Robert Cummings was the perennially youthful bachelor photographer of the 1950s television series "The Bob Cummings Show."
Although best known for his three comedic television series—which also included "My Living Doll" and "My Hero" — Cummings won an Emmy in 1954 for a dramatic role in "Twelve Angry Men" on "Studio One."
To launch his career, he employed various enterprising techniques. On Broadway, he obtained roles by faking a British accent and introducing himself as Blade Stanhope Conway, an Englishman.
In 1935, Cummings moved to Hollywood and broke into films by faking a Southern drawl and presenting himself as Brice Hutchens, a Texan.
Cummings also won critical acclaim, however, for dramatic roles in films like "Kings Row," "The Lost Moment" and "Dial M for Murder."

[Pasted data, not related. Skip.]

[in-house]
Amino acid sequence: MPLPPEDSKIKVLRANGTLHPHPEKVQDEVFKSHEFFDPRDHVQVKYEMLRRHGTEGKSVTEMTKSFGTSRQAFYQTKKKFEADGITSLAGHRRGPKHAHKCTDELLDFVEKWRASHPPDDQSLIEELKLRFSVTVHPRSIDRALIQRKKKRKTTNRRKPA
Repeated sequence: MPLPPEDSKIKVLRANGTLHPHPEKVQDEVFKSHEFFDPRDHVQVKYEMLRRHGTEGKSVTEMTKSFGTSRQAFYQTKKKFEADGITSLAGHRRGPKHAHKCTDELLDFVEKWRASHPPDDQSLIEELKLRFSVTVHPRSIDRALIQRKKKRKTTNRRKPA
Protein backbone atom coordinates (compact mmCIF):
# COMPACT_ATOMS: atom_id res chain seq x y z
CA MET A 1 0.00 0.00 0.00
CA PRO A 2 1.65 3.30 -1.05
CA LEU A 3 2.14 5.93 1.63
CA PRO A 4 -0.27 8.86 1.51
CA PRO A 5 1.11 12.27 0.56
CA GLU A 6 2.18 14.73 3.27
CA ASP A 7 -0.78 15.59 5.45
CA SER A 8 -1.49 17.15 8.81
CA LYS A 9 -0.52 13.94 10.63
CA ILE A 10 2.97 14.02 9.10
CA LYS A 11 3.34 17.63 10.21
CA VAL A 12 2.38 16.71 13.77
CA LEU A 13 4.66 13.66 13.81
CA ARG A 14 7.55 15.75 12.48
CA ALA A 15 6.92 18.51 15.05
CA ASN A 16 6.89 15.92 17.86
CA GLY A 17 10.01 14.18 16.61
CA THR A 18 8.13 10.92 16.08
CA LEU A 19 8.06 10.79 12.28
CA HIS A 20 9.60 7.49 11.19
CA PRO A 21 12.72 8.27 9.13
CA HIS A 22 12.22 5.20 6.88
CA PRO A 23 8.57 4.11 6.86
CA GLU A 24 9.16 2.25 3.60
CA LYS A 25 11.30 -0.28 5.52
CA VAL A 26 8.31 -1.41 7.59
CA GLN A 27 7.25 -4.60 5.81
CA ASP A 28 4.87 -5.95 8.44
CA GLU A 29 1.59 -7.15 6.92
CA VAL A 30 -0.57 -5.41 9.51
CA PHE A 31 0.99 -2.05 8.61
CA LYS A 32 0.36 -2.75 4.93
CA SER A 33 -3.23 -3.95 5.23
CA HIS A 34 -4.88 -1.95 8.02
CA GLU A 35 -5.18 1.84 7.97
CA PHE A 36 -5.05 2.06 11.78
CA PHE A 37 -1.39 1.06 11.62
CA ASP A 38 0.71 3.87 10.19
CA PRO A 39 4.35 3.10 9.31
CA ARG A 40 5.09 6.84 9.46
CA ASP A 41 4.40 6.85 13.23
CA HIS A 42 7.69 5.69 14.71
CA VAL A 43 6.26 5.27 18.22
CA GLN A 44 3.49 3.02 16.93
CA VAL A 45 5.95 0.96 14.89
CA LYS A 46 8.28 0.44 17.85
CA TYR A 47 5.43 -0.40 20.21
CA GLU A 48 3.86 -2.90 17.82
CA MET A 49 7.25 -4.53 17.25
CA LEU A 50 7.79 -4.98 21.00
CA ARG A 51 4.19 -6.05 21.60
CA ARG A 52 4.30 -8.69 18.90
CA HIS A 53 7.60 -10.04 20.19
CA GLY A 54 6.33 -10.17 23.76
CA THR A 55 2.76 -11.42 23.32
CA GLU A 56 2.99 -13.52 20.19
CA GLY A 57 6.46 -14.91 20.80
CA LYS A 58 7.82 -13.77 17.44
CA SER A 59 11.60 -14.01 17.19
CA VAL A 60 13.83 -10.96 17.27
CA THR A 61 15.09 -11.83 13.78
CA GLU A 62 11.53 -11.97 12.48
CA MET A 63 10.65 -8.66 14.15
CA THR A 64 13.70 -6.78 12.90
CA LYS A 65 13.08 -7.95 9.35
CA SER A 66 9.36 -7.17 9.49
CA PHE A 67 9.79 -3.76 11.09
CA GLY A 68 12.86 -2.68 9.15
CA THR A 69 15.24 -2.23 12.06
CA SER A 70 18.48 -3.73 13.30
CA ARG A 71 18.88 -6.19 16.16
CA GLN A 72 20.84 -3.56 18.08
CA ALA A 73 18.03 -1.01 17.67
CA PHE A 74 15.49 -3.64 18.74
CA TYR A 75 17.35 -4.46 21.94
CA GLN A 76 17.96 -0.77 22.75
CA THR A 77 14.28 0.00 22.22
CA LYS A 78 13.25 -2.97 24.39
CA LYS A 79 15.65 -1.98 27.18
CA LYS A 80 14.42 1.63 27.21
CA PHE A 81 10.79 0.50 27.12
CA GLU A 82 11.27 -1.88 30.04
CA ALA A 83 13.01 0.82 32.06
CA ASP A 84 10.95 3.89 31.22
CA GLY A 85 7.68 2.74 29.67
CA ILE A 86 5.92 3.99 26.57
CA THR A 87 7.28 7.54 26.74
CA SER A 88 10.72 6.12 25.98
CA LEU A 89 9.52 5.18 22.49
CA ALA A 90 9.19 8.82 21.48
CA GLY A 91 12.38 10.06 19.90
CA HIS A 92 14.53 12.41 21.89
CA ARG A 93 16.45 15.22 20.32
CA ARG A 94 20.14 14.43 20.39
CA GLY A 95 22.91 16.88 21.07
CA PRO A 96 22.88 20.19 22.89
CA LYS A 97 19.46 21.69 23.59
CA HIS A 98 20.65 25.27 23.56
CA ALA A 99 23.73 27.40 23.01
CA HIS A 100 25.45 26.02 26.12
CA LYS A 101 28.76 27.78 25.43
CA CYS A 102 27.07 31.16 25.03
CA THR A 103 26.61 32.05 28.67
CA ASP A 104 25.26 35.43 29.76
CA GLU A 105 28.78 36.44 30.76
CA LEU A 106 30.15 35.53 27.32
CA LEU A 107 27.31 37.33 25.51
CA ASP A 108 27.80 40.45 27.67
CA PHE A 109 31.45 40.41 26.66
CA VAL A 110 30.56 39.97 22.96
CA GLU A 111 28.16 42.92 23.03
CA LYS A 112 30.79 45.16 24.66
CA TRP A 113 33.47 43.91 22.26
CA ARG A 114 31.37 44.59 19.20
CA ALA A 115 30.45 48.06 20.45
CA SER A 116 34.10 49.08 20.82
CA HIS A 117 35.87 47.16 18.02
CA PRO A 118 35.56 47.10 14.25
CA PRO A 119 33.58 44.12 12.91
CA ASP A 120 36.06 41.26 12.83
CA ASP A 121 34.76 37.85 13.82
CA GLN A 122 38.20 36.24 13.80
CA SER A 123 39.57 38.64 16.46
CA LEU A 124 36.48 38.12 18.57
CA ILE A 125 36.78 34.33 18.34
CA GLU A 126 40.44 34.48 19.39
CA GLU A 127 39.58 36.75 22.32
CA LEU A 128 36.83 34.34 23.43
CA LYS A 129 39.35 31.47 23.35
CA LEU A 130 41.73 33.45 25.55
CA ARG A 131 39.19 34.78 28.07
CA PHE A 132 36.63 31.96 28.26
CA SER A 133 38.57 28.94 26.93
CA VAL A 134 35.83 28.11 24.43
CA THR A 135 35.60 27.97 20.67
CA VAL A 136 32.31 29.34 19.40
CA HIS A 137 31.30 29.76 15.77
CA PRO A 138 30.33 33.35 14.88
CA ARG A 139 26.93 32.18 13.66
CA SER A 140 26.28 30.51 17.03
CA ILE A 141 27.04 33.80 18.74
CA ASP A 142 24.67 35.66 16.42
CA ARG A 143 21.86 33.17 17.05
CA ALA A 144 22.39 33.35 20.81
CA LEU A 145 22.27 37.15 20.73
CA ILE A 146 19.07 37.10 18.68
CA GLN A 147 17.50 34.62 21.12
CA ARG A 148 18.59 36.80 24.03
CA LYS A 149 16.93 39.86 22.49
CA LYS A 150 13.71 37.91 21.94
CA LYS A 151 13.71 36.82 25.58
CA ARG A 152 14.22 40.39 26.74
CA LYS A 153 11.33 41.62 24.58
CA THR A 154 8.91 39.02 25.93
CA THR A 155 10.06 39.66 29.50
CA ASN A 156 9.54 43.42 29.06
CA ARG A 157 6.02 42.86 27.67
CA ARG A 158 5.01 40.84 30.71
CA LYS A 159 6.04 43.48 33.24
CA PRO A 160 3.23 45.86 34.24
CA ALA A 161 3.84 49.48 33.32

Although he achieved his greatest fame with his television series in the 1950s and 1960s, Cummings continued to make occasional movies in those years. His last film credits were "What a Way to Go!" and "The Carpetbaggers" in 1964; "Promise Her Anything" and a remake of "Stagecoach" in 1966; and "Five Golden Dragons" in 1967.
In his long-running television series, "The Bob Cummings Show," Cummings portrayed Bob Collins, a studio photographer who photographed—and dated—the world's most beautiful models.
He wrote a book on nutrition called "How to Stay Young and Vital," and for a time operated Bob Cummings Inc., which sold vitamins and food supplements. In 1972, the firm was accused by the state attorney general of operating an "endless chain," or pyramid scheme, by making its profits from recruiting investors rather than from product sales.
Cummings joined old pal Art Linkletter and former President Ronald Reagan at the 35th anniversary celebration of Disneyland, reprising their appearances when the amusement park was opened in 1955.